BISMARCK, N.D. (AP) — There hasn't been a big rush to wedlock by same-sex couples in North Dakota since the state's ban on gay marriage became moot last summer, and officials say fear of discrimination is a reason.
The U.S. Supreme Court in June declared same-sex couples have the right to marry nationwide. A federal judge shortly after ruled North Dakota's decade-old ban on gay marriage unconstitutional and invalid.
A check by The Bismarck Tribune (http://bit.ly/1XCDdFu ) found that 18 of the state's 53 counties have issued a total of 60 licenses to same-sex couples since then — a small fraction of the 4,500 marriage licenses issued annually in the state. The state's Vital Statistics Division has a tally of 56 licenses, but Director Darin Meschke said the count does not include the first couple of weeks after the court rulings, before the marriage license application was changed to include a check-box to reflect the gender of the applicants.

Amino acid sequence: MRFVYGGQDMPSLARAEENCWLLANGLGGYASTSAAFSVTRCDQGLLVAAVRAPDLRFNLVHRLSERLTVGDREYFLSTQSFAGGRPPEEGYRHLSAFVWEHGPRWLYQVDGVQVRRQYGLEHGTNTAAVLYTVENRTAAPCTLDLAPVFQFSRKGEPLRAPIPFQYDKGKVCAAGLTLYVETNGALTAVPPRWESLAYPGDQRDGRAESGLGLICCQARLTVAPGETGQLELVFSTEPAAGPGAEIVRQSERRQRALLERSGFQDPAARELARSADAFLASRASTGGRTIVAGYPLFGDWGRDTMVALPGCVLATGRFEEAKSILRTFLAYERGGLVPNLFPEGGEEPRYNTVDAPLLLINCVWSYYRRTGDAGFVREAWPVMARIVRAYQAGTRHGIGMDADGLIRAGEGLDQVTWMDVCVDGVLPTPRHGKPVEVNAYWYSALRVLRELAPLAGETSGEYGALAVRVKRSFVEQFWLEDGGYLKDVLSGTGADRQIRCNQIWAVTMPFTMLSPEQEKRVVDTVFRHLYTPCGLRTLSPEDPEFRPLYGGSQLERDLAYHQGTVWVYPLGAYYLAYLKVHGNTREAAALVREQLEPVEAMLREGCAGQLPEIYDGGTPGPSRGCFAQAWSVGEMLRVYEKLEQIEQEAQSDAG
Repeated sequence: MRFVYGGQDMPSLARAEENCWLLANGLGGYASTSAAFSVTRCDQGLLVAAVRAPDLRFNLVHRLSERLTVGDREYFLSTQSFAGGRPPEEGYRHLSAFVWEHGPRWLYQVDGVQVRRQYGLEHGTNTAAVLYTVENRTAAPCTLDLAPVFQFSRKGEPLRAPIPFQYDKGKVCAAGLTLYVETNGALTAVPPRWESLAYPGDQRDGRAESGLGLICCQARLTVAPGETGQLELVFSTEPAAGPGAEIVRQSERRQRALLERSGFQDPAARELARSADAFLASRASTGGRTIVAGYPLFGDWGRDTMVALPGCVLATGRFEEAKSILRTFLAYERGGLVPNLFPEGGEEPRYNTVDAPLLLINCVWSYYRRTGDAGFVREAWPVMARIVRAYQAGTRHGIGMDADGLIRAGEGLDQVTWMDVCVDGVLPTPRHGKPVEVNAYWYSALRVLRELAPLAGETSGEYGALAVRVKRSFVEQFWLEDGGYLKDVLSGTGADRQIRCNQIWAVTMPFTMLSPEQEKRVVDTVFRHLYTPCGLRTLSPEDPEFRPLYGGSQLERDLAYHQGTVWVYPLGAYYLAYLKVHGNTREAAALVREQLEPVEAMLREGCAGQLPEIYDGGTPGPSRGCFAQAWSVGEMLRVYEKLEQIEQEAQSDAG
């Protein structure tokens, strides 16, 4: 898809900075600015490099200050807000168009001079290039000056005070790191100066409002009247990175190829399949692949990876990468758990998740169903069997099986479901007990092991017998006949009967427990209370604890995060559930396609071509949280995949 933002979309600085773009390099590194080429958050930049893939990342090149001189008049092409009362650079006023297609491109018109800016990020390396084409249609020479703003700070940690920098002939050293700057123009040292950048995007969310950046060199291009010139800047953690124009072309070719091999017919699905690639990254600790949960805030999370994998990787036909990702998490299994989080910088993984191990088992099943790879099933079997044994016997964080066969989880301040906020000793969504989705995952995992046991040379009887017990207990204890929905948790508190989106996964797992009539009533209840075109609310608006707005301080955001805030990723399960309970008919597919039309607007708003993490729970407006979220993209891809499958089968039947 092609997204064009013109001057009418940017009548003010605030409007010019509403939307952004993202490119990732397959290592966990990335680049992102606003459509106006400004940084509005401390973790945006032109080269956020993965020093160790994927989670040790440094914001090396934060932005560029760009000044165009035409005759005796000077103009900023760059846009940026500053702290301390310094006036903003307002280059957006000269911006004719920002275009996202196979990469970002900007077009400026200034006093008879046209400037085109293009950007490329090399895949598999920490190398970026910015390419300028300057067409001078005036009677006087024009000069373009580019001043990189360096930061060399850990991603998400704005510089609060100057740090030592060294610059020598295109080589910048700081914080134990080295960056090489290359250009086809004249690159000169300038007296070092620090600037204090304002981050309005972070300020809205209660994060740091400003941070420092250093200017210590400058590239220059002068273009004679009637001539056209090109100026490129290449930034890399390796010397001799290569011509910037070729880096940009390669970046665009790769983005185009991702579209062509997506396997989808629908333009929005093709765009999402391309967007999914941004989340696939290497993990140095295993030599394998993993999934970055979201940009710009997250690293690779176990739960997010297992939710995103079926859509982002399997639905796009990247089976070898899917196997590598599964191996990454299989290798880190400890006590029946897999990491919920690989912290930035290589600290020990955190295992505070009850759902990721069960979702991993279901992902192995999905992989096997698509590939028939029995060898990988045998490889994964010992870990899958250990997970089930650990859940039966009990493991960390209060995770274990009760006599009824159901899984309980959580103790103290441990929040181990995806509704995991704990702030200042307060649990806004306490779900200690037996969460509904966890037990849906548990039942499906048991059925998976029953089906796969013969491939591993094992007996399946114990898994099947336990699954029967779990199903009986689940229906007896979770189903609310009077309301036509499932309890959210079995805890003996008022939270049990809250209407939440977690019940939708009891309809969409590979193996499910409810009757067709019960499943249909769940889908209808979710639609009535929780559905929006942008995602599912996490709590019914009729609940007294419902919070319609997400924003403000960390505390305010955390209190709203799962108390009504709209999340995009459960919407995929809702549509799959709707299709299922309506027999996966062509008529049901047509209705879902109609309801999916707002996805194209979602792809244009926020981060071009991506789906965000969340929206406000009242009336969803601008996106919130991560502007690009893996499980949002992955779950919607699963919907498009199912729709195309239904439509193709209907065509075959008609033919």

"Nationally, we believed that statistic would be needed, so our office worked with the counties to collect the gender," Meschke said.
Officials with the LGBT community aren't surprised by the low number of gay marriage licenses issued in North Dakota. One reason is that same-sex couples have been able to get marriage licenses for years in Minnesota, which legalized gay marriage in 2013. But fear is another big reason.
"There's still quite a few who are not willing to be public, especially with the religious stance (against it) still so strong," said Kevin Tengesdal, of Bismarck, a member of the Dakota OutRight organization and a board member of the North Dakota Human Rights Coalition.
North Dakota lawmakers have defeated legislation three times in the past six years to prohibit discrimination based on sexual orientation in housing, government, public services and the workplace.
"They could be legally married on Saturday and come Monday get fired or lose their housing," Tengesdal said. "I think there's an underlying trepidation about that."